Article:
Government and Institutions

Focus on the economy, not planning our lives


Government and Institutions

Reaction to the launch of the Green Party's Manifesto

Government and Institutions

Reaction to the launch of the Liberal Democrat's Manifesto

Reaction to the launch of the Conservative Party's Manifesto

Commenting on the launch of the Conservative Manifesto, Mark Littlewood, Director-General at the Institute of Economic Affairs, said:

This manifesto promises us that the Conservatives have a plan for every stage of our lives. It’s highly doubtful that there are many voters who want David Cameron and George Osborne to plan their lives from cradle to grave. This is a missed opportunity by the Conservative Party to put forward a strategy for a growing and successful economy which allows individuals to make their own plans for their own prosperity.”

“Given the Conservative Party’s moderate success in restoring much-needed economic growth to the UK, it is surprising to see this manifesto focus on giveaways rather than their relative economic competence.”

On the extension of Right to Buy, Mark Littlewood, said:

“All of the evidence suggests that when you transfer the housing stock away from state ownership and into the hands of individual citizens, they feel a greater stake in society. This proposal does, though, dodge the real issue with the high cost of housing. What Britain needs is more housing, which can only come from a significant relaxation in planning laws.”

“Given the UK’s high proportion of housing in the state sector compared to our continental neighbours, we should be taking a leaf out of the book of our European partners who have almost all housing in private hands.”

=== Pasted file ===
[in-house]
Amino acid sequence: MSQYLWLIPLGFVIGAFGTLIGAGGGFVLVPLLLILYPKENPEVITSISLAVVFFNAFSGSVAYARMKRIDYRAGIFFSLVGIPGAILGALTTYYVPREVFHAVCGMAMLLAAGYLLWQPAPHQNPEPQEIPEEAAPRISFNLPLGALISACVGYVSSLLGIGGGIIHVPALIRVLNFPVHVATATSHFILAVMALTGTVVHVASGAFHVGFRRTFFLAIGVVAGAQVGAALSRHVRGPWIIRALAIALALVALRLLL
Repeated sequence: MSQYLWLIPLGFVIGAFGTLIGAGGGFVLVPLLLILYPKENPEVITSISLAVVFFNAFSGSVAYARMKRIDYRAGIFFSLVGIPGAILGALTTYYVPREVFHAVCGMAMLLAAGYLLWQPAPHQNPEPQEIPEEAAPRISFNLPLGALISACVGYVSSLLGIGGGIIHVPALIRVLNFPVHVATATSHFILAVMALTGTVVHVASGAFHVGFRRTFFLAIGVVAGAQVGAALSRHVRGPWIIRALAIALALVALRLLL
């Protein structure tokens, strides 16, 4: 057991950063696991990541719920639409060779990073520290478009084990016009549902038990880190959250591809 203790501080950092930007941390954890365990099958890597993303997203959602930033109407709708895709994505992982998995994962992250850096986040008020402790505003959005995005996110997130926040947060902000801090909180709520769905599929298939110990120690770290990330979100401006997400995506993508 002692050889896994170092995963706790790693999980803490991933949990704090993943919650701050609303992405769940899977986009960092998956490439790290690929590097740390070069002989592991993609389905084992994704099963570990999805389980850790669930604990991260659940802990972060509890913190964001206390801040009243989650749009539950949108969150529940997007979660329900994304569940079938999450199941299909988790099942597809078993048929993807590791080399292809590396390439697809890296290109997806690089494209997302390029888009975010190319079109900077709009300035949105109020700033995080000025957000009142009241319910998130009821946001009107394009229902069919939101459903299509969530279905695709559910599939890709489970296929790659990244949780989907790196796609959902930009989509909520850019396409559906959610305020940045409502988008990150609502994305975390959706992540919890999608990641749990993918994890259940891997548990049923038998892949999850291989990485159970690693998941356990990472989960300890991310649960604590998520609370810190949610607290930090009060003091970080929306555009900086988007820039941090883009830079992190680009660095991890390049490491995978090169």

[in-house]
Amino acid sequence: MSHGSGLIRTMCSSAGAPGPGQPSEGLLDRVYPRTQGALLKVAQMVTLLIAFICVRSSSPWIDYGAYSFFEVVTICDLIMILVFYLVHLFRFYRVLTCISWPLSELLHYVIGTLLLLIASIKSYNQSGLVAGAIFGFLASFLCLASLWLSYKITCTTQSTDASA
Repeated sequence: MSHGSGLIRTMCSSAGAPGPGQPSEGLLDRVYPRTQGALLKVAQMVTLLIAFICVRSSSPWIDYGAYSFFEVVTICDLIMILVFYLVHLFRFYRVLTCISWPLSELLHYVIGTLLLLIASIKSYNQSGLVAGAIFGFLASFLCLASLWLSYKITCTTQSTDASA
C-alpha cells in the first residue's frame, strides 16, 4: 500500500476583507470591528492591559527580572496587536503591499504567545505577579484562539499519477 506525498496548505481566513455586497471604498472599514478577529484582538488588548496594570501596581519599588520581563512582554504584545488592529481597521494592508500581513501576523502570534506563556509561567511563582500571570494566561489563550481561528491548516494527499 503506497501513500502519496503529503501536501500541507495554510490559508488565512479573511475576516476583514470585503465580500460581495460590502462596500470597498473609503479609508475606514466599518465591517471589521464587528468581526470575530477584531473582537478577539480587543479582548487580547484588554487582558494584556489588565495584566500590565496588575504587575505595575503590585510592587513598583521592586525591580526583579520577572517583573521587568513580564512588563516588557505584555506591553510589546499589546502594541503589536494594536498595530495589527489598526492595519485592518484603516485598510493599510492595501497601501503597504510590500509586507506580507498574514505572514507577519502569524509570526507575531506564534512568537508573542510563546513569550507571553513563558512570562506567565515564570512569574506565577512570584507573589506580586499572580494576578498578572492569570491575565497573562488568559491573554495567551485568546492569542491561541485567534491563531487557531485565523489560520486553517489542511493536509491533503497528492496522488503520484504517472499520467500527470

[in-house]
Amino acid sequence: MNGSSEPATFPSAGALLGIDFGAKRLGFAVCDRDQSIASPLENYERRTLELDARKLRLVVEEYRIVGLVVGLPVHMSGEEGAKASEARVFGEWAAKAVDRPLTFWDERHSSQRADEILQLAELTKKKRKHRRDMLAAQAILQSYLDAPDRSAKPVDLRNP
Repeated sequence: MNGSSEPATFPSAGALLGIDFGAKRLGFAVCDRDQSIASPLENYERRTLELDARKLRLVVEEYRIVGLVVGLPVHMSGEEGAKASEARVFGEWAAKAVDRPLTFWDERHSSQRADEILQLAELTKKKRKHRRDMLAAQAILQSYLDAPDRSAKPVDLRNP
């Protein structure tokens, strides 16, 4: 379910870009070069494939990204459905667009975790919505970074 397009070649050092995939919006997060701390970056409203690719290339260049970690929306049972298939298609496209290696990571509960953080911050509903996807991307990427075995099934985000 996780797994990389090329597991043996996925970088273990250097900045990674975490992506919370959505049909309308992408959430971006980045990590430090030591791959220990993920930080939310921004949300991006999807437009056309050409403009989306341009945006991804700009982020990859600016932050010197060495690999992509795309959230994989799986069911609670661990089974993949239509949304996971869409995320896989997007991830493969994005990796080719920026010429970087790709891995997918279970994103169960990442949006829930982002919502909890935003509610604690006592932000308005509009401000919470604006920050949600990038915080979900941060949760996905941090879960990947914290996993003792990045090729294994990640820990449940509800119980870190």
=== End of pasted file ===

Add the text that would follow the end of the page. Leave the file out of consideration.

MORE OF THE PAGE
On the Conservative Party’s announcements on tax, Mark Littlewood, said:

“The Conservative Party’s plans on tax are good news for people across the UK. Growth, saving and investment are all strengthened when people are allowed to keep more of their hard-earned cash, so commitments not to raise VAT, Income Tax and National Insurance should be welcome relief for taxpayers.

“The rise of the 40p tax threshold will make up for years of under-indexation which has unfairly dragged millions of middle-earners into the rate, whilst an increase in the inheritance tax threshold is long overdue and a great principle. Bequests encourage investment and enterprise, although this is a missed opportunity to simplify, and ultimately abolish the tax.”

On the maintenance of the pensions triple-lock, Mark Littlewood, said:

“Maintaining the triple-lock is completely unjustifiable by any standard economic rationale. It’s hard to defend this policy on the grounds of fairness when working-age welfare has been increased much more slowly. Ultimately, the retired shouldn’t be the main beneficiaries of the hard work and efforts of the young.”

On the extension of free childcare to 30 hours a week, Mark Littlewood, said:

“The Conservative Party have correctly identified the problem of skyrocketing childcare costs, but today’s proposal abjectly fails to understand the reasons behind this. Heavy state regulation on staff qualifications and safety measures has resulted in childcare becoming more unaffordable than ever. Childcare in the UK is already subsidised to the tune of £7 billion and counting.

“Further subsidies will do nothing to address the underlying causes of the high cost of childcare in the UK, but merely transfer more of the cost to taxpayers. Deregulating the sector as well as shifting the emphasis away from childcare becoming a form of pre-primary education would bring down costs considerably.”

Notes to editors:

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The mission of the Institute of Economic Affairs is to improve understanding of the fundamental institutions of a free society by analysing and expounding the role of markets in solving economic and social problems.

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